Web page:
ATLANTA — Rory McIlroy’s rolling stroll up the final fairway Sunday at the Tour Championship contained little of the theater of last year’s walk, when he was nearly swallowed up by the swarm of spectators that fell in line behind Tiger Woods, who was closing out his first win since 2013.
Playing in the final pairing with Woods, McIlroy receded into the background, finishing six strokes back in a tie for seventh. McIlroy was back in the final pairing this year, playing alongside top-ranked Brooks Koepka, who had beaten him by six strokes when they played in the last group last month in Memphis.
This time McIlroy finished head and shoulders above everyone.
McIlroy, who started the final round one stroke behind Koepka, won the tournament and the FedEx Cup for the second time in four years. He posted a four-under 66 — tying Adam Scott, the sixth-place finisher, for the low closing score — for a 72-hole total of 18-under.
McIlroy, the 2016 champion, finished four strokes ahead of Xander Schauffele (70) to collect the $15 million winner’s bonus. In the 13-year history of the playoffs, McIlroy is the second player, after Woods in 2007 and 2018, to win multiple FedEx Cup championships.
“Any time you can do something that only Tiger has done, you’re doing something right,” McIlroy said.
He was looking to redeem himself, he added, after acquitting himself poorly in the final round alongside Woods last year and alongside Koepka more recently, in Memphis.
“I thought a lot about that,” McIlroy said. Referring to Koepka, he added, “I really wanted to go out there and play well and really take it to him.”
Koepka closed with a 72 to finish five strokes back at 13-under, tying for third with
Justin Thomas and muddling the Player of the Year picture.
Will Koepka’s three victories, which included the P.G.A. Championship and a World Golf Championships tournament, trump McIlroy’s three victories, which included Sunday’s season finale and the Players Championship?
McIlroy, 30, came into the week ranked fifth in the FedEx Cup point standings, which meant he started the first round at five-under, five strokes behind Thomas and two behind Koepka, who was third in the playoff race.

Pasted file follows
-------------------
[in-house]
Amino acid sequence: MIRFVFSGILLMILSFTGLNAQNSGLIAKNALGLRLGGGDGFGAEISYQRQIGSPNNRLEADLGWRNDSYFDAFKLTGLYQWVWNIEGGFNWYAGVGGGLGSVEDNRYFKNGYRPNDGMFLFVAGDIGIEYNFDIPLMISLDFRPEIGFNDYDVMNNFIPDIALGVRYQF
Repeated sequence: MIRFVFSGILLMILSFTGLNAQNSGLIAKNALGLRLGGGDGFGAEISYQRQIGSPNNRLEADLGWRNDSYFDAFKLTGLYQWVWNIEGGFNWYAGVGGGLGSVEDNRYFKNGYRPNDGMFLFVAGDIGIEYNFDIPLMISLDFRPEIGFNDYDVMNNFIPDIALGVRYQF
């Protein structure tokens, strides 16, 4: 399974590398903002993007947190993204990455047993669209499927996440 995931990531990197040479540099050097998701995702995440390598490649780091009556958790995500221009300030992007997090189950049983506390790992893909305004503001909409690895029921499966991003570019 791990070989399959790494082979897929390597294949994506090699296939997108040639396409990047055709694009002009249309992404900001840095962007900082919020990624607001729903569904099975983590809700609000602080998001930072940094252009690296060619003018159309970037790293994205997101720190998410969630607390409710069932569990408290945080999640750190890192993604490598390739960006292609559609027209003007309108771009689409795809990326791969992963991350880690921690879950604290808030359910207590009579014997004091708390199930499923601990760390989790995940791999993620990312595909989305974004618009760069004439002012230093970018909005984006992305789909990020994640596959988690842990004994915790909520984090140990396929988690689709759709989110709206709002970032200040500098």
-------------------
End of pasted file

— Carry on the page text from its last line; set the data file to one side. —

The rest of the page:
McIlroy said Wednesday that a victory should earn him Player of the Year consideration, given that it would be his 14th top-10 finish in 19 tour starts.
“I feel like I’ve been very consistent,” said McIlroy, who didn’t exactly display the arrogance of his argument in his stump speech Sunday night to the tour members who will vote on the award.
“He’s had a great season,” McIlroy said of Koepka. “I know it’s going to sting because he most likely will win the Player of the Year.”
At the conclusion of Sunday morning’s weather-delayed finish of the third round, McIlroy was tied for second with Schauffele, who won the Tour Championship as a rookie in 2017.
Schauffele, 25, birdied the second to briefly grab a share of the lead, but a bogey two holes later slowed his charge.
The tournament turned on the 490-yard seventh, a straightforward par-4. McIlroy lashed a 334-yard drive, hit his approach to 23 feet and sank the birdie putt. Koepka, who carried a two-stroke lead to the tee box, lost his ball to set up a double bogey that effectively scuttled his title hopes. He rebounded with a birdie at the par-4 eighth, but lost ground on the back nine with three consecutive bogeys.
McIlroy said at the start of the week that his goal was to shoot 67 every round for a 12-under total. “No one should beat me if I do that,” he said.
For purists who prefer their golf without this tournament’s unusual staggered start, McIlroy shot 13-under (rounds of 66, 68, 67, 66), one stroke better than his victorious total in 2016 and three strokes better than anyone else in this year’s field.
“That and then going out in the final group and shooting 66 alongside the No. 1 player in the world when he got the better of me a few weeks ago in Memphis, I think those two things are probably what I’m proudest of,” he said.
McIlroy, 30, came into the week with nearly $50 million in career tour earnings, so the FedEx Cup’s $15 million payday won’t change his life. But the amount of money on the line seemed to seep into McIlroy’s consciousness on the 14th and 15th holes when he made consecutive bogeys to shrink his lead to two.
He righted himself with a nine-foot par save at No. 16, then galloped in with a 16-foot birdie at 17, and a six-footer for birdie at 18.
McIlroy’s caddie, Harry Diamond, is also one of his closest friends, and as they made their way toward the 18th green, McIlroy turned to him and said, “Well, this walk is a little more pleasant than last year, not running away from a stampede.”
After McIlroy and Koepka got to the final green, it became an amphitheater, with McIlroy basking in the spotlight as “Rory! Rory!” cheers rang out.
He walked off the green rubbing his thumbs across his fingertips in a “show me the money” gesture.
McIlroy described the scene coming up 18 last year as “obviously a great moment for golf and
cool to be a part of, I guess.” But he expressed no ambiguity about what Sunday’s finish meant to him.
“To play like that alongside Brooks and get the win, win the FedEx Cup, yeah, it’s awesome,”
McIlroy said. “It’s amazing how different things can be in a year.”